Climate change and the hot news in Pasir Salak


By Joachim Ng

Cool rainy days are likely to make you forget that just two months back Ipoh registered 36oC one sizzling afternoon, and 35oC for a total of eight days. It wasn’t the first time this year that Ipoh hit 36oC. It did so in March, also for one day, and was soon forgotten as April temperatures dipped slightly. Few want to remember Ipoh hitting 37oC in year 2014 and again in 2016.

But old scouts would remember the 1950s and 60s when houses and cars were not air-conditioned and campers slept in canvas tents near Tiger Lane. No sweat off their brows. Today, motorists switch on high cool the moment they start up. The next few years may see new highs, as long-term charts indicate a sustained uptrend. If 40oC rings in, it will be a silver medal for Perak. Most cities around the world have either hit 40oC already or are, like Ipoh, inching towards that landmark figure. Karachi saw 80 people die of heatstroke, when temperatures went slightly higher than 40oC in August. India has already soared into uncharted territory with Rajasthan state hitting 51oC.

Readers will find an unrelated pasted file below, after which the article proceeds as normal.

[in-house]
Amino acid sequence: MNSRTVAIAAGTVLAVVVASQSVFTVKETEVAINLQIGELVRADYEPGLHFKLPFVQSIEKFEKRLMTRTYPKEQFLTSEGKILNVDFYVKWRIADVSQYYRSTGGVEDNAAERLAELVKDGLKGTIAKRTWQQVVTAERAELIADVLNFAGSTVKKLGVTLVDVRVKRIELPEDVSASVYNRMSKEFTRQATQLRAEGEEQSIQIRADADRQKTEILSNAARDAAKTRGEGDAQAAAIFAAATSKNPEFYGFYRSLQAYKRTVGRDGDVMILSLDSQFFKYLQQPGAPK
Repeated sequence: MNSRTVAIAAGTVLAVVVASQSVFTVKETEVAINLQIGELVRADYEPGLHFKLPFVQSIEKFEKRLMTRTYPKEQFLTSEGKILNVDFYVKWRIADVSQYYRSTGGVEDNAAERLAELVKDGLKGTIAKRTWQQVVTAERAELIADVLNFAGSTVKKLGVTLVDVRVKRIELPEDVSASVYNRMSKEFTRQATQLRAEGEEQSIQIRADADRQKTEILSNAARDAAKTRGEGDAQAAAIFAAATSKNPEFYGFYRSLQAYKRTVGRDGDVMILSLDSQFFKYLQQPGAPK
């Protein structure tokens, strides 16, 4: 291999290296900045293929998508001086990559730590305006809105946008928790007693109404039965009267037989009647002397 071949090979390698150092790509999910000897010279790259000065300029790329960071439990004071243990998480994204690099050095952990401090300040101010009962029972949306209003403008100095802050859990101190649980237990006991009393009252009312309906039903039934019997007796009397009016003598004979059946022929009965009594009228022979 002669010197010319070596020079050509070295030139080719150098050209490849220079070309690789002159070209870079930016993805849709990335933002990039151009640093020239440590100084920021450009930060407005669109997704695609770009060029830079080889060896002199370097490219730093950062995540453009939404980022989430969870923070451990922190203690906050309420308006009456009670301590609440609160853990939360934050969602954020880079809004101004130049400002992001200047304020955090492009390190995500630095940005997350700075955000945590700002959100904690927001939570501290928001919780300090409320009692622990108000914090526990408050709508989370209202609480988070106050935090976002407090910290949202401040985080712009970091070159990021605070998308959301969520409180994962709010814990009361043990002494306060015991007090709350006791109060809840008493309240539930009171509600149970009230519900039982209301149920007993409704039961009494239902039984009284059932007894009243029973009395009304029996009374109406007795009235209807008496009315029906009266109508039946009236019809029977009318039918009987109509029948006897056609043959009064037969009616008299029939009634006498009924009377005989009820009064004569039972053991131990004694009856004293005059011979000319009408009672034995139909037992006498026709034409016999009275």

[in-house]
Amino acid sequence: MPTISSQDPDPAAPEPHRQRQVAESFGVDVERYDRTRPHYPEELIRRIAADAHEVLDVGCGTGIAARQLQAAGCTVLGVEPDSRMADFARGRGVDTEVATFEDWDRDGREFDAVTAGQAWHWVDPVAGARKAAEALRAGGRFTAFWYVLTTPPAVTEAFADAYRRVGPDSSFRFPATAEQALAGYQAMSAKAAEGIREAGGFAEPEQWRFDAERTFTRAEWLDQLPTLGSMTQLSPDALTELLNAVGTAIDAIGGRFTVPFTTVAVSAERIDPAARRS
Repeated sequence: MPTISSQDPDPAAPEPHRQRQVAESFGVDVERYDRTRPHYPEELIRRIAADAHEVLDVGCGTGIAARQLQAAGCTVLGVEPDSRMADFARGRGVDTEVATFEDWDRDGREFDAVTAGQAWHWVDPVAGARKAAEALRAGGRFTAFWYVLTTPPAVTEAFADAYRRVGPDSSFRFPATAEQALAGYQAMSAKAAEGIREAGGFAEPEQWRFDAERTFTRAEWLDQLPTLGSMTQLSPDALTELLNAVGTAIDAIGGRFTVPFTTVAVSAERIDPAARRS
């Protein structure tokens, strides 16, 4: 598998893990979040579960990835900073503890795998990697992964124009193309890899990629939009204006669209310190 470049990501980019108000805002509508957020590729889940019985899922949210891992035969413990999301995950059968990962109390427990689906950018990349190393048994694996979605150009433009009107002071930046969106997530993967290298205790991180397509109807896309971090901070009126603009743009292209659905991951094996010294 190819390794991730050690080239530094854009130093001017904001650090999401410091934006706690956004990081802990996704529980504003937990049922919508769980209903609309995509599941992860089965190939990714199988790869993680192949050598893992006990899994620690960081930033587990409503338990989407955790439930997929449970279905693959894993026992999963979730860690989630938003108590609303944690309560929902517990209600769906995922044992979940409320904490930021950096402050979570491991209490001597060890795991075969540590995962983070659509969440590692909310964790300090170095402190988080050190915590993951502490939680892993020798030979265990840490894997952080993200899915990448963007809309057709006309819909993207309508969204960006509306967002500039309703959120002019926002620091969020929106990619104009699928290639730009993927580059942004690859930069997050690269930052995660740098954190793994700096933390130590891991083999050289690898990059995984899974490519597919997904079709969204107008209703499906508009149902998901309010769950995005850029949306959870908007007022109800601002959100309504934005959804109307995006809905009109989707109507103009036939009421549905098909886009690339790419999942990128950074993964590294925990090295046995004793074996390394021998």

Sea levels are rising, including the waters at Melaka Straits, and Sungei Perak may one day overflow its banks affecting riverine towns like Pasir Salak near Teluk Intan. Of course, we didn’t just wake up to news that there is global warming. If you are below 50 years of age, you belong to the climate change generation. You didn’t know life before climate change, but you probably know that today’s climate change is human induced. This means it should be reversible. So, why aren’t we making efforts to reverse it?

Pasir Salak could have served as an ideal platform to launch Perak on the road to climate recovery. There, 10,000 people gathered in September just days after the August sizzle to hear speeches about coming danger. However, the clamour was about threats to Islam and Malay institutions. Rallies calling for “protection of race and religion” are a growing phenomenon in America, Europe, Africa, Australia, and most of Asia as influential politicians rouse fears of danger posed by ethno-religious minorities.

With our minds fixated on threats from other human groups, there is no political focus on climate change. Instead, divisive politics is widening the cleavage between minorities and the majority — smack in the face of warnings by scientists that we have only till 2020 to avert runaway climate change.

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